How ice hockey became the most popular sport in the Himalayas


On February 6, 2018, ice hockey set a new world record. At 4,361 meters above sea level, in the heart of the Indian Himalayas, a group of passionate hockey players led by Adam Sherlip, a member of the American charity The Hockey Foundation, traveled to an icy lake in Ladakh. On a makeshift ice rink, they played the highest altitude hockey game in history.

The mission was not easy given the jet lag, altitude sickness and the difficult logistics of getting the equipment in proving to be an almost insurmountable challenge. But the choice of the place was far from being due to chance.

The Hockey Foundation has been active in Ladakh since 2009. Before the game took place in 2018, it donated no less than 7,000 pieces of equipment to the locals.

And this world-record match was just one of many ice hockey matches to be played on the icy lakes of the Himalayas since the Hockey Foundation began its work in the region, there are over 13 years old.

Olympians join India’s hockey revolution

You’re forgiven if India isn’t the first place in the world you think of when talking about ice hockey. And yet, in reality, the Himalayan region offers a perfect setting for the development of winter sports.

As explained to Olympics.com Indian speed skater Vishwarag Jadeja, who trains in the Himalayas: “The Himalayas are present in ten of the provinces of India, so winter sports have immense possibilities there. There are 16 lakes in this area and I only explored two of them. These lakes are 100 km long and 20 km wide, and they are completely frozen. »

In Ladakh, it is only possible to play on the lakes two or three times a year, before the ice melts. But during these months, hundreds of women, men and children take possession of the ice, armed with sticks and pucks often provided by the NHL, to indulge their passion for ice hockey.

And their passion even gives them the opportunity to rub shoulders with some of the biggest names in ice hockey in the world, like six-time Olympian and former captain of Canada, Hayley Wickenheiser, who traveled during the day to train the disciplined young female ice hockey players from the region.

« They welcomed us with open arms and were very excited to be on the ice with us and learn what we had to teach them, » she told Olympics.com.

In her suitcases, Wickenheiser brought with her more than 70 bags of equipment for the young female athletes to play with. She was also touched by the number of people who participated in the training sessions.

“There were disabled children on pieces of cardboard. We put them on a sled and suddenly they could fly on the ice,” she replays when she thinks of the diversity of kids who joined her that week.

Asked why she came to Ladakh, Wickenheiser was very clear about her intentions:

“Just to get the message across that hockey is for everyone. It’s the most popular sport in the area, an area where the kids don’t really go to school, so there’s a lot of suicide issues, lack of hope, and boredom. »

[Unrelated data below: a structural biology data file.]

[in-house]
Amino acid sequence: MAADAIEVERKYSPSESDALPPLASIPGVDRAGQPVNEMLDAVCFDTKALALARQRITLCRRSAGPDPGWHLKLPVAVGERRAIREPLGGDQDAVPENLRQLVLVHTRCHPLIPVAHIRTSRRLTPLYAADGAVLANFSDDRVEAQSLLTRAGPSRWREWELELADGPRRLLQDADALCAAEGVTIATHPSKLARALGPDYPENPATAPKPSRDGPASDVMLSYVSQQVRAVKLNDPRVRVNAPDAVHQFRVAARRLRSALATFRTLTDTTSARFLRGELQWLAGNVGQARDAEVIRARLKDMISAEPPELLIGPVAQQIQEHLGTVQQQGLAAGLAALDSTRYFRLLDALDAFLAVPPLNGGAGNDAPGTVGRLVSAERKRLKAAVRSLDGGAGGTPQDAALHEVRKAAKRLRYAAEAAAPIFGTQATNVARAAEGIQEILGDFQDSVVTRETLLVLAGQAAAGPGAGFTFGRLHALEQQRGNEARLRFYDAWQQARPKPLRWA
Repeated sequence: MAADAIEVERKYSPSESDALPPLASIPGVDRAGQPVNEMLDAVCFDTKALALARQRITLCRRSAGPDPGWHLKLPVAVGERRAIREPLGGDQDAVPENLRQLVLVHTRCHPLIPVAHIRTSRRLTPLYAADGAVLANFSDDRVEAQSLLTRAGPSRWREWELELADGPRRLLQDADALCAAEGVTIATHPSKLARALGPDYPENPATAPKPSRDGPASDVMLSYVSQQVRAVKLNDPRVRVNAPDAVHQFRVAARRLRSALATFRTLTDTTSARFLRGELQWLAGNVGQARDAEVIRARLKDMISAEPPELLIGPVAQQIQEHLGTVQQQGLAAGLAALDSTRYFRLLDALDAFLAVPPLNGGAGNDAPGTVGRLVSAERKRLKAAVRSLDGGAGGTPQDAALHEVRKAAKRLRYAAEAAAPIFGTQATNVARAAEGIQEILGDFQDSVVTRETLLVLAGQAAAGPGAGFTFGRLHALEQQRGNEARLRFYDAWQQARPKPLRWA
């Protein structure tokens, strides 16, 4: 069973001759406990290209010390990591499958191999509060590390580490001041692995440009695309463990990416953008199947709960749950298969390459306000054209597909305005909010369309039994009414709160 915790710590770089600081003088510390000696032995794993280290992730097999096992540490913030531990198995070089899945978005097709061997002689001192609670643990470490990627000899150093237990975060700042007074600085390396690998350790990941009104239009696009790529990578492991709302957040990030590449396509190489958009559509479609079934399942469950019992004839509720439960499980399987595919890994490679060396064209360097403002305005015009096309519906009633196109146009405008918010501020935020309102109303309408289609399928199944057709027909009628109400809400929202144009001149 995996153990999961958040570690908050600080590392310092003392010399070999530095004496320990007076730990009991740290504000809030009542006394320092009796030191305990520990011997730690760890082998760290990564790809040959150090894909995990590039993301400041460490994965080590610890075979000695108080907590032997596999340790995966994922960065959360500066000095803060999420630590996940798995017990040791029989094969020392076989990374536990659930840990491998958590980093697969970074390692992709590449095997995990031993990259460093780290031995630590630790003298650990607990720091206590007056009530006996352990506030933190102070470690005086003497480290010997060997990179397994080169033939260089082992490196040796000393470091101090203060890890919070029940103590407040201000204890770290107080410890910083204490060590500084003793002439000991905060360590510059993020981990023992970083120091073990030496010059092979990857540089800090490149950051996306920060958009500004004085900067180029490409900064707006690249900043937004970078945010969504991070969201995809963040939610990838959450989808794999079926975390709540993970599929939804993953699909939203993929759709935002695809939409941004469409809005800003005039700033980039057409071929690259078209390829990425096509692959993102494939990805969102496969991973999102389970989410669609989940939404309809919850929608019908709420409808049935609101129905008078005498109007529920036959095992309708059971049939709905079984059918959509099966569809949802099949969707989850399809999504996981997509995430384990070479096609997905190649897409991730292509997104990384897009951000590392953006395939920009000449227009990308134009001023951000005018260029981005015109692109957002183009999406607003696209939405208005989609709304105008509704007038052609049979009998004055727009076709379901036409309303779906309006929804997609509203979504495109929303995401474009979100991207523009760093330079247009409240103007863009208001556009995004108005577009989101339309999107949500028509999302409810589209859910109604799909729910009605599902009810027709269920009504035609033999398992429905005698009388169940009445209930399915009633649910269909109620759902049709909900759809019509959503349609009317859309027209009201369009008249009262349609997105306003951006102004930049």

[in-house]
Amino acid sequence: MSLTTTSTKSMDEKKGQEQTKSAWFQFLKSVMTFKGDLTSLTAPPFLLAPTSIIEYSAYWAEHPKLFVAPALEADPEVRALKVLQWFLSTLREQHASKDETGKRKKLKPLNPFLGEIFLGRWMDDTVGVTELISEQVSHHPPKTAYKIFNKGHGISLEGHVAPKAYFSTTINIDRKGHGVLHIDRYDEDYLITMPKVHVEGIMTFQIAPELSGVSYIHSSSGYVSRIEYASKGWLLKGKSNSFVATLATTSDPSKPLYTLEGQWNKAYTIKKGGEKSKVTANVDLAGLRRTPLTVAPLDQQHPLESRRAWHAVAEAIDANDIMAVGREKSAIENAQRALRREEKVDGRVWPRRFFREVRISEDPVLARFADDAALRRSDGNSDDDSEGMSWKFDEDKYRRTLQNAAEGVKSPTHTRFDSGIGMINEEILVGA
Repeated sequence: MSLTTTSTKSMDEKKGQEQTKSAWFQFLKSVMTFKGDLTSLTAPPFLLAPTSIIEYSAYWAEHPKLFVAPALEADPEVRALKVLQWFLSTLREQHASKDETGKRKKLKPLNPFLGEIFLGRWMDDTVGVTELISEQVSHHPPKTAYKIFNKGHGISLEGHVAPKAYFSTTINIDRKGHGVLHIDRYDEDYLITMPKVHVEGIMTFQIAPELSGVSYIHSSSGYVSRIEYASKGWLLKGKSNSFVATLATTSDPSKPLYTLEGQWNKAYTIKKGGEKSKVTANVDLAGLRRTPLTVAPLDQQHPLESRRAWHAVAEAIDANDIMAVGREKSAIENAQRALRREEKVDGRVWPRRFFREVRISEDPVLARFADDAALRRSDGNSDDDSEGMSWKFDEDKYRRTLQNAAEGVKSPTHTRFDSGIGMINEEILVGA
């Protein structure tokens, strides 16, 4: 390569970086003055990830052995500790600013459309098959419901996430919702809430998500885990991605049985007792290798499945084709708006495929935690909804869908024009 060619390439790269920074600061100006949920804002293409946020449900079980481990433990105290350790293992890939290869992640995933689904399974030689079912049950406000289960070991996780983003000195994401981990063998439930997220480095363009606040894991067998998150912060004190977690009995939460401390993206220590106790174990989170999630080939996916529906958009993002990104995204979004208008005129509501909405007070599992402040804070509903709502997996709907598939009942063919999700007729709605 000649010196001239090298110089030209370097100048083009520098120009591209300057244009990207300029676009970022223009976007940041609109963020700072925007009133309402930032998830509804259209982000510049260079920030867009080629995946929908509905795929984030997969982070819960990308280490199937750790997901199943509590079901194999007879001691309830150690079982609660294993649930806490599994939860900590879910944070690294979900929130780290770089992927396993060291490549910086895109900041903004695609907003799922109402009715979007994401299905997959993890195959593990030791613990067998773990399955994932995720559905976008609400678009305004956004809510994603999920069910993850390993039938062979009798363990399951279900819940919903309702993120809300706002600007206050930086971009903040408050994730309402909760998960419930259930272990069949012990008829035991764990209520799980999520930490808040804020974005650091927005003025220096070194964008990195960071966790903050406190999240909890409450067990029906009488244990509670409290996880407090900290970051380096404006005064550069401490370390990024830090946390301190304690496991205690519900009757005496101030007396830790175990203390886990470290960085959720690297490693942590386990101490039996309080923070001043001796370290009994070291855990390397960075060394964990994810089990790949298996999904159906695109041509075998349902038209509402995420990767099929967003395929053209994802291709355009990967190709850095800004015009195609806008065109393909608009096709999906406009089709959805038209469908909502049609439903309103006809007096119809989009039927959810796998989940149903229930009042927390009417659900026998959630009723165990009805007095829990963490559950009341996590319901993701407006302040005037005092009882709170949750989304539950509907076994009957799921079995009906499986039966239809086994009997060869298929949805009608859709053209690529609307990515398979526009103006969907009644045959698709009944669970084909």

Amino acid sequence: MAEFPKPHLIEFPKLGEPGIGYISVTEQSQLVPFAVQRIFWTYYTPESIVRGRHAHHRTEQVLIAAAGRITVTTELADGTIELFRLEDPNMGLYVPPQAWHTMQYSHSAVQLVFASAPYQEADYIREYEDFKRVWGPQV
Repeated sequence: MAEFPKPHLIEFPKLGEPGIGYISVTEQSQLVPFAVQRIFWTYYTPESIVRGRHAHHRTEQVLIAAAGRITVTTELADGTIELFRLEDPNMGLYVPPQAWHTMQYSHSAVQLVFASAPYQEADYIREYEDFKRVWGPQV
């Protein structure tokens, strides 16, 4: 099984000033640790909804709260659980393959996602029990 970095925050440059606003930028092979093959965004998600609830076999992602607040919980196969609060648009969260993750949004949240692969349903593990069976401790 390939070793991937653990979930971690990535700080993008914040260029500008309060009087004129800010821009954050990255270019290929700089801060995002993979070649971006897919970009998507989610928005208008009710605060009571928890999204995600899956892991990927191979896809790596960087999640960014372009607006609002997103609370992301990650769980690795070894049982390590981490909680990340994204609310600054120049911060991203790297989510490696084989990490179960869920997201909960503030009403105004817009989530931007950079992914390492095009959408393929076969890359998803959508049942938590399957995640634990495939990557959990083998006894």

Ice hockey, a mirror of climate change

There is another reason why hockey is played in the Himalayas: to highlight the impact of climate change.

In 2020, The Hockey Foundation and Ladakh Winter Sports Club, in collaboration with Randstad India and the United Nations Framework Convention on Climate Change, organized The Last Game as part of a series of ice hockey matches played around the world to highlight the effects of climate change.

NHL Hall of Famer Slava Fetisov carried the lead as the India team took on the United Nations team. This event also allowed the distribution of 8,000 cloth bags to the inhabitants of the Ladakh region in order to reduce the use of plastic in the region.

Paul Dupuis, CEO of Randstad India, spoke during the event, drawing attention to the climate change issues that have already affected Ladakh, which The Times of India documented with a clear loss of ice in the glaciers of the surrounding region.

« I think sport is the best way to connect, » says Dupuis. “It builds community, but also friendships, and today it will raise awareness about climate change. We know that all of you in Ladakh have been affected by climate change. And we will raise awareness, make your voice heard, tell your story to the world and take action to support you. »

The future of ice hockey in the Himalayas

With ice hockey taking a strong hold in the Himalayas, its impact will no doubt be felt in the years and decades to come.

In 2008, the Ladakh team participated for the very first time in the Asian Challenge Cup in Abu Dhabi. Since then, the team, made up of many locals, has traveled extensively to play international matches. And the following year, in 2009, the Indian national ice hockey team began to appear on the international scene, well led by Sherlip, founder of the Hockey Foundation.

The sport’s popularity has become even more evident in recent years, with ice hockey earning its place on the schedule for the Khelo India Winter Games 2020, a national winter sports competition in India, for the first time.

And four years from Milano Cortina, there is even a chance of seeing an Indian team, perhaps including those who train in the Himalayas, compete in the next Winter Olympics in the mountainous regions of Italy.

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